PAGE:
Project Cost Overruns!!


Posted on 8th December, by JimYoung in Blog. Comments Off on Project Cost Overruns!!

Projects cost overruns can affect our organisation’s performance, inhibit the achievement of strategic goals, and even jeopardise our credibility as project managers.

Some organisations don’t have data on project completion costs perhaps because their accounting system doesn’t allocate expenditure to projects, the invoices from suppliers often roll across several projects, or because going back over past performance to collect the data is a bother.

If a project costs more than is budgeted for and then needs more funding, other projects may be put on hold through lack of funds. On the other hand, if we have budgeted far more than the actual cost of the project, funds are tied up that could have been used elsewhere. It is also possible that a number of proposed projects may have been rejected because the costs were greatly over-estimated and thus the opportunities they presented were lost.

In deriving a budget, we typically build up a spreadsheet listing the individual cost items at some suitable level of detail, and assigning each item a best guess cost. These best guesses are added up to create a budget figure. However, this can be a very optimistic figure that has not allowed for anything to go wrong, and if it’s a big, novel and complex project then there will be plenty of things that might go wrong, and almost certainly something bad will go bump-in-the-night and add to the cost. In risk analysis, we can describe uncertainty with a probability distribution, typically like the one shown below:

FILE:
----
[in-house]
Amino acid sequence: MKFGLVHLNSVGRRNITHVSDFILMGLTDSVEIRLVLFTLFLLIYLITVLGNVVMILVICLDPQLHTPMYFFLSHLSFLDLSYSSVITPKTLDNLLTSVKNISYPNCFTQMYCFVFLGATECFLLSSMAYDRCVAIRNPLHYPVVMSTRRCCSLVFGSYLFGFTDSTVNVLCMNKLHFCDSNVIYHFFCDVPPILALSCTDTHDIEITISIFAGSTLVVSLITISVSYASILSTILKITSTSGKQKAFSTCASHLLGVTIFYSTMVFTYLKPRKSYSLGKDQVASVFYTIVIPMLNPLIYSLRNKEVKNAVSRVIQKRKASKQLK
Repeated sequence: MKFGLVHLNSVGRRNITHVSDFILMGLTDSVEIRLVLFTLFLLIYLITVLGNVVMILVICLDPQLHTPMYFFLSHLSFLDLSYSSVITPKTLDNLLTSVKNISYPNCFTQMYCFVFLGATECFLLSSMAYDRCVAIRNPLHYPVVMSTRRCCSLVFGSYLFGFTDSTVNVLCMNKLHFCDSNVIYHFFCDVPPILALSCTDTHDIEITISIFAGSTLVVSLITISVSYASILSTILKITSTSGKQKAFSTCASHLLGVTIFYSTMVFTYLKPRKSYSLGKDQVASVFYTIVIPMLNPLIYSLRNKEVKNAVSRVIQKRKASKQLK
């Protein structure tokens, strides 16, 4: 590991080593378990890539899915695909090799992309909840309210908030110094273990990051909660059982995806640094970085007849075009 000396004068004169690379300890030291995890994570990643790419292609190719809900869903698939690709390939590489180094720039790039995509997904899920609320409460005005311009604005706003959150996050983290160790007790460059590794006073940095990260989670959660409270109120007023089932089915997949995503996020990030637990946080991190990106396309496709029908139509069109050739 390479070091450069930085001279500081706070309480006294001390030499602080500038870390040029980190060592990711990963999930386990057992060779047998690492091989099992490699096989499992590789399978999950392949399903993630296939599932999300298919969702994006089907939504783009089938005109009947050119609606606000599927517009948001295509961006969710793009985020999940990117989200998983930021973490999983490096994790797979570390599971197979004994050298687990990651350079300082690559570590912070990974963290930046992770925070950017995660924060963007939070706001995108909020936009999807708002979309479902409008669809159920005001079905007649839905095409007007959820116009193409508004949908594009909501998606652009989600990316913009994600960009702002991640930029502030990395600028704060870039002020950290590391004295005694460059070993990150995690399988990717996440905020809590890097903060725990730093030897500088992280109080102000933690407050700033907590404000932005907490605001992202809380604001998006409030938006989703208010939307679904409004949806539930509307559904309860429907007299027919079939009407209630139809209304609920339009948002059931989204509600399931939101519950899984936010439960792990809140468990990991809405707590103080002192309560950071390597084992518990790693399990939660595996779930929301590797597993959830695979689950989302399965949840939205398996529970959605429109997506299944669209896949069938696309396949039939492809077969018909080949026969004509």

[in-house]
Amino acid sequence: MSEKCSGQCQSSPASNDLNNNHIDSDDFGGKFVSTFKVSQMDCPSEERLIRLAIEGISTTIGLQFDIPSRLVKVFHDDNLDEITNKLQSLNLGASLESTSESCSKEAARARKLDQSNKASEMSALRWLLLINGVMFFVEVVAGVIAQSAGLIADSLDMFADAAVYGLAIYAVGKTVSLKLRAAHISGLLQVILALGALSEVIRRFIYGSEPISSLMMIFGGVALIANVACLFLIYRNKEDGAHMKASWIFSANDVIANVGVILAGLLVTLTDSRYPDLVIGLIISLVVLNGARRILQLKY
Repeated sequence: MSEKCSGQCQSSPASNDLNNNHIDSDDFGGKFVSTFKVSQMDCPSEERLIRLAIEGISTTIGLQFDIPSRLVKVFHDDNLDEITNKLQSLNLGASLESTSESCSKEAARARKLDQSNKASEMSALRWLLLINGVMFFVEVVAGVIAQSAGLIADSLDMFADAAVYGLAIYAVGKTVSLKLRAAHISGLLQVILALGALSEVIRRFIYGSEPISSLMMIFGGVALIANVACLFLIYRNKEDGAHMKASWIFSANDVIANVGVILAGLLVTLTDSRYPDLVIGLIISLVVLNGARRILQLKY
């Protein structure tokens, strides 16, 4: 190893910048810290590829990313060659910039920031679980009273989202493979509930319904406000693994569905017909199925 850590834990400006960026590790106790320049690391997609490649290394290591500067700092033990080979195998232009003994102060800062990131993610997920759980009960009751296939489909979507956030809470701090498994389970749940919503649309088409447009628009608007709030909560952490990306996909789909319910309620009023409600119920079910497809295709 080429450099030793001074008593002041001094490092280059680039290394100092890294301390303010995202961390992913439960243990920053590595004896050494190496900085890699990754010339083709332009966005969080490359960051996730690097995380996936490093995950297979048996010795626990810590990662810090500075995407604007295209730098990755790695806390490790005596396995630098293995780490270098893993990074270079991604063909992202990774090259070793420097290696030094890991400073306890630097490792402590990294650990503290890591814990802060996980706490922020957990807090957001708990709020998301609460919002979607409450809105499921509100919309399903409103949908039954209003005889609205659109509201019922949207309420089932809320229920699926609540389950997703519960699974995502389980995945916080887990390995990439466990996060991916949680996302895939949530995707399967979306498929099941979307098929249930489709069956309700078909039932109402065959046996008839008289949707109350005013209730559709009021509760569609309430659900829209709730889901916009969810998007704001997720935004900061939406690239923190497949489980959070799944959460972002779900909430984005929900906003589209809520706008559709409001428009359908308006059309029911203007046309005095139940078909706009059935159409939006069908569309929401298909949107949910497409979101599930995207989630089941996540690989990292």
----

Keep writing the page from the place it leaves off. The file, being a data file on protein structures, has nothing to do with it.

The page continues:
Untitled

Consider for a minute an investment some of us may make – the renovation of a house. Let’s say that we’ve just bought our dream home, and had an architect come round to assess the renovation work. The architect estimates the work will cost $120,000 – if all goes well. We should not hope to pay much less than that figure because the costs are itemised and the estimates are built up from standard prices. But if the house is old, it may be hiding many secrets (uncertainties) – leaks, dry rot, poor ventilation, unstable foundations, broken beams, and so on. Thus the price we end up paying could be far greater than that original $120,000.

Generally, we design a project to be as cost-efficient as possible, so there is not a great deal we can do to achieve a smaller cost, so the minimum cost (‘Lowest’) will be quite close to our ‘Best Guess’. In contrast there will be many things that could drive the cost up, and the maximum cost (‘Highest’) can be far more distant from the ‘Best Guess’. In these circumstances there is considerable chance that the cost will exceed the ‘Best Guess. ’ It is little surprise, therefore, that budgets built this way – without an allowance for risk – often get exceeded. To more accurately estimate cost and to allow for risk, the following calculations may help: